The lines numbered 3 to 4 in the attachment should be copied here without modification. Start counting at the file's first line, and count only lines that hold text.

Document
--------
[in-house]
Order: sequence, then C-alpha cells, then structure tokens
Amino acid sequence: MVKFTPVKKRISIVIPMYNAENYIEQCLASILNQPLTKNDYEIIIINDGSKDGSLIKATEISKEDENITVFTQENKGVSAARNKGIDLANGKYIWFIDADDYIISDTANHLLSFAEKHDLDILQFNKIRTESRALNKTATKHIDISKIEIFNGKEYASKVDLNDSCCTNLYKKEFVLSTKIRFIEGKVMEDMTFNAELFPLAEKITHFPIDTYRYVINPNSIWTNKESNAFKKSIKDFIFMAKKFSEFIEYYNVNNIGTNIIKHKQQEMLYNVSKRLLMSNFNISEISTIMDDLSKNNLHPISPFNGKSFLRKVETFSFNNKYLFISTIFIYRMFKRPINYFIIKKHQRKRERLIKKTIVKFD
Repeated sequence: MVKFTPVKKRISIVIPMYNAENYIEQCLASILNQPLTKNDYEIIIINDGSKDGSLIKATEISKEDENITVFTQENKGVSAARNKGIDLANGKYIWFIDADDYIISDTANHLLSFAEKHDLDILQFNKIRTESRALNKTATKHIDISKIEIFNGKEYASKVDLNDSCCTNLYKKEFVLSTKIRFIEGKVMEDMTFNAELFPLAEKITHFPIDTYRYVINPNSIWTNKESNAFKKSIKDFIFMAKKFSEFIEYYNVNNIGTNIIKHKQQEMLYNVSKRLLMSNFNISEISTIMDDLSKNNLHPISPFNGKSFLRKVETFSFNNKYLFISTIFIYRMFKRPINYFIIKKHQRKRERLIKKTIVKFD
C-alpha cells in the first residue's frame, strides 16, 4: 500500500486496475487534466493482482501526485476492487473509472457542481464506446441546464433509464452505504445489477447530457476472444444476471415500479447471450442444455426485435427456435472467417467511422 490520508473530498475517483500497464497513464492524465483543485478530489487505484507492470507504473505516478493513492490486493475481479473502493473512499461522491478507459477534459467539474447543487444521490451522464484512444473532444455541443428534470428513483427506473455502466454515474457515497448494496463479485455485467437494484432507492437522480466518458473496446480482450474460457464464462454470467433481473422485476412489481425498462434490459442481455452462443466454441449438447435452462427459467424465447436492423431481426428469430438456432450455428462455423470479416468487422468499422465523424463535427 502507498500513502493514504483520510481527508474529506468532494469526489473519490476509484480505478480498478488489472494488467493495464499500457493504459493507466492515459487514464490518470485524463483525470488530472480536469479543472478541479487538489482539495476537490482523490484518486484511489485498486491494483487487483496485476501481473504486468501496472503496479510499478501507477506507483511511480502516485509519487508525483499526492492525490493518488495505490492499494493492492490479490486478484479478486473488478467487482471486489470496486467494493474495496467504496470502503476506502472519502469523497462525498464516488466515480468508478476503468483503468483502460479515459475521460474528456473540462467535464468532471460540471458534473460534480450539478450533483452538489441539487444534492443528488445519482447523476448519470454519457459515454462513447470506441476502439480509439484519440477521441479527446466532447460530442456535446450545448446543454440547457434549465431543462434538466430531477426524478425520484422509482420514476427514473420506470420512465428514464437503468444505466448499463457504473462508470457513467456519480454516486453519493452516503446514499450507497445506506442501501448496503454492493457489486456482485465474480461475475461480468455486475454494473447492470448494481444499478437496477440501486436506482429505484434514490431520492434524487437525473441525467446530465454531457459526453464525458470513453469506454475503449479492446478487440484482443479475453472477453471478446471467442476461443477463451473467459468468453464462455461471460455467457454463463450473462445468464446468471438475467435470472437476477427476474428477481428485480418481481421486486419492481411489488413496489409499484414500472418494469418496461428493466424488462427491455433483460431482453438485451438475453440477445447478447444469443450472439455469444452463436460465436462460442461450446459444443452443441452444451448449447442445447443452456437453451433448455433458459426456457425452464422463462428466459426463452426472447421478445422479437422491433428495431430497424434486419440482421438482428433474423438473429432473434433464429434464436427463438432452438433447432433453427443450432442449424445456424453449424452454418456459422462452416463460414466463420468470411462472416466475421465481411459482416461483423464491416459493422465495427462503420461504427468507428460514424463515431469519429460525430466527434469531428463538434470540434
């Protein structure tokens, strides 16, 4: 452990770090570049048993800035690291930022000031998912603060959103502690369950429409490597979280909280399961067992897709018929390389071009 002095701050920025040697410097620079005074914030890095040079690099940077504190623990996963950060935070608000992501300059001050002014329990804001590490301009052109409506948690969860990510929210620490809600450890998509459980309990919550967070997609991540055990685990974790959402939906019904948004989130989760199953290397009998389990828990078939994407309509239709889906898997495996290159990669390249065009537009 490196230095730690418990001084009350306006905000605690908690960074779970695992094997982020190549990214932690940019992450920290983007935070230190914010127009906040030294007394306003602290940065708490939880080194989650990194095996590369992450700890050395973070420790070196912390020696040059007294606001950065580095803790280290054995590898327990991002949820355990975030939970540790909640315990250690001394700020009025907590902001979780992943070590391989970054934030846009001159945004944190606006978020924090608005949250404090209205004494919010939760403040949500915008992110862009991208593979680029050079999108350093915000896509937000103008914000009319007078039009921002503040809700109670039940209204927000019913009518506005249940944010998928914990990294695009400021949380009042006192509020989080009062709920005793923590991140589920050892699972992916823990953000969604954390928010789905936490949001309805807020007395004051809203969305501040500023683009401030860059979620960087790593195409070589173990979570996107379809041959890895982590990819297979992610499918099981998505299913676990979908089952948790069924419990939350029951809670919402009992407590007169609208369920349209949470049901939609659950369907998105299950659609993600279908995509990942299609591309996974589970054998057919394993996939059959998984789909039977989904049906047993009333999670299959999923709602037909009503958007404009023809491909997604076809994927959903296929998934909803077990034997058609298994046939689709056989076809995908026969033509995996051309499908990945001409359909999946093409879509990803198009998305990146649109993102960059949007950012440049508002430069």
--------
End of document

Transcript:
Amino acid sequence: MVKFTPVKKRISIVIPMYNAENYIEQCLASILNQPLTKNDYEIIIINDGSKDGSLIKATEISKEDENITVFTQENKGVSAARNKGIDLANGKYIWFIDADDYIISDTANHLLSFAEKHDLDILQFNKIRTESRALNKTATKHIDISKIEIFNGKEYASKVDLNDSCCTNLYKKEFVLSTKIRFIEGKVMEDMTFNAELFPLAEKITHFPIDTYRYVINPNSIWTNKESNAFKKSIKDFIFMAKKFSEFIEYYNVNNIGTNIIKHKQQEMLYNVSKRLLMSNFNISEISTIMDDLSKNNLHPISPFNGKSFLRKVETFSFNNKYLFISTIFIYRMFKRPINYFIIKKHQRKRERLIKKTIVKFD
Repeated sequence: MVKFTPVKKRISIVIPMYNAENYIEQCLASILNQPLTKNDYEIIIINDGSKDGSLIKATEISKEDENITVFTQENKGVSAARNKGIDLANGKYIWFIDADDYIISDTANHLLSFAEKHDLDILQFNKIRTESRALNKTATKHIDISKIEIFNGKEYASKVDLNDSCCTNLYKKEFVLSTKIRFIEGKVMEDMTFNAELFPLAEKITHFPIDTYRYVINPNSIWTNKESNAFKKSIKDFIFMAKKFSEFIEYYNVNNIGTNIIKHKQQEMLYNVSKRLLMSNFNISEISTIMDDLSKNNLHPISPFNGKSFLRKVETFSFNNKYLFISTIFIYRMFKRPINYFIIKKHQRKRERLIKKTIVKFD